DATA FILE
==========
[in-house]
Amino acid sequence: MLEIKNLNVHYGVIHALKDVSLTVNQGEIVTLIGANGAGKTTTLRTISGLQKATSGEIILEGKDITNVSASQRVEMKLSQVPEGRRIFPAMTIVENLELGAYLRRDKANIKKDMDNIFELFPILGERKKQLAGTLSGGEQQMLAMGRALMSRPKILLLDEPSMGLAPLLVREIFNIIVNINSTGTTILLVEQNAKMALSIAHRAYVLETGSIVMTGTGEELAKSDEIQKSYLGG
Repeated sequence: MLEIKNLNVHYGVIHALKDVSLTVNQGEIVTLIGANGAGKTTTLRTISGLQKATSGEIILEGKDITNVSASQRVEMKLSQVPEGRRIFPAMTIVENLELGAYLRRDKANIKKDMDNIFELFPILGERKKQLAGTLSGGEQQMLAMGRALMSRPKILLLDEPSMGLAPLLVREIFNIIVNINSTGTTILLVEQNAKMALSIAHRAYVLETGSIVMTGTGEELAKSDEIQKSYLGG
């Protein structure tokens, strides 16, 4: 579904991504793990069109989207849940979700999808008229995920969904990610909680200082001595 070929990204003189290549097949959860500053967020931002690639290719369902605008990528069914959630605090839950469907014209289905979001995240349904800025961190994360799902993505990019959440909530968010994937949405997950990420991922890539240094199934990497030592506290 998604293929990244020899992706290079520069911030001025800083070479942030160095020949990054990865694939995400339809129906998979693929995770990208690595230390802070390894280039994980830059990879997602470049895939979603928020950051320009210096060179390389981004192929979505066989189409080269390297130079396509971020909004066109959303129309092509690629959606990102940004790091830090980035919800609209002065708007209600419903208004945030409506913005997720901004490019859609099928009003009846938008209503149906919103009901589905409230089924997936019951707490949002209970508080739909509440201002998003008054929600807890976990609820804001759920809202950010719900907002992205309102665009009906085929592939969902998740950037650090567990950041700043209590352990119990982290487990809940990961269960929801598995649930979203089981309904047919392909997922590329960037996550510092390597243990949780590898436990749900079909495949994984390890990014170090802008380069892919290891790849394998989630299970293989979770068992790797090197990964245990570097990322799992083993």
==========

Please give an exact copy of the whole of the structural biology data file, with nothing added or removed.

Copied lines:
[in-house]
Amino acid sequence: MLEIKNLNVHYGVIHALKDVSLTVNQGEIVTLIGANGAGKTTTLRTISGLQKATSGEIILEGKDITNVSASQRVEMKLSQVPEGRRIFPAMTIVENLELGAYLRRDKANIKKDMDNIFELFPILGERKKQLAGTLSGGEQQMLAMGRALMSRPKILLLDEPSMGLAPLLVREIFNIIVNINSTGTTILLVEQNAKMALSIAHRAYVLETGSIVMTGTGEELAKSDEIQKSYLGG
Repeated sequence: MLEIKNLNVHYGVIHALKDVSLTVNQGEIVTLIGANGAGKTTTLRTISGLQKATSGEIILEGKDITNVSASQRVEMKLSQVPEGRRIFPAMTIVENLELGAYLRRDKANIKKDMDNIFELFPILGERKKQLAGTLSGGEQQMLAMGRALMSRPKILLLDEPSMGLAPLLVREIFNIIVNINSTGTTILLVEQNAKMALSIAHRAYVLETGSIVMTGTGEELAKSDEIQKSYLGG
């Protein structure tokens, strides 16, 4: 579904991504793990069109989207849940979700999808008229995920969904990610909680200082001595 070929990204003189290549097949959860500053967020931002690639290719369902605008990528069914959630605090839950469907014209289905979001995240349904800025961190994360799902993505990019959440909530968010994937949405997950990420991922890539240094199934990497030592506290 998604293929990244020899992706290079520069911030001025800083070479942030160095020949990054990865694939995400339809129906998979693929995770990208690595230390802070390894280039994980830059990879997602470049895939979603928020950051320009210096060179390389981004192929979505066989189409080269390297130079396509971020909004066109959303129309092509690629959606990102940004790091830090980035919800609209002065708007209600419903208004945030409506913005997720901004490019859609099928009003009846938008209503149906919103009901589905409230089924997936019951707490949002209970508080739909509440201002998003008054929600807890976990609820804001759920809202950010719900907002992205309102665009009906085929592939969902998740950037650090567990950041700043209590352990119990982290487990809940990961269960929801598995649930979203089981309904047919392909997922590329960037996550510092390597243990949780590898436990749900079909495949994984390890990014170090802008380069892919290891790849394998989630299970293989979770068992790797090197990964245990570097990322799992083993």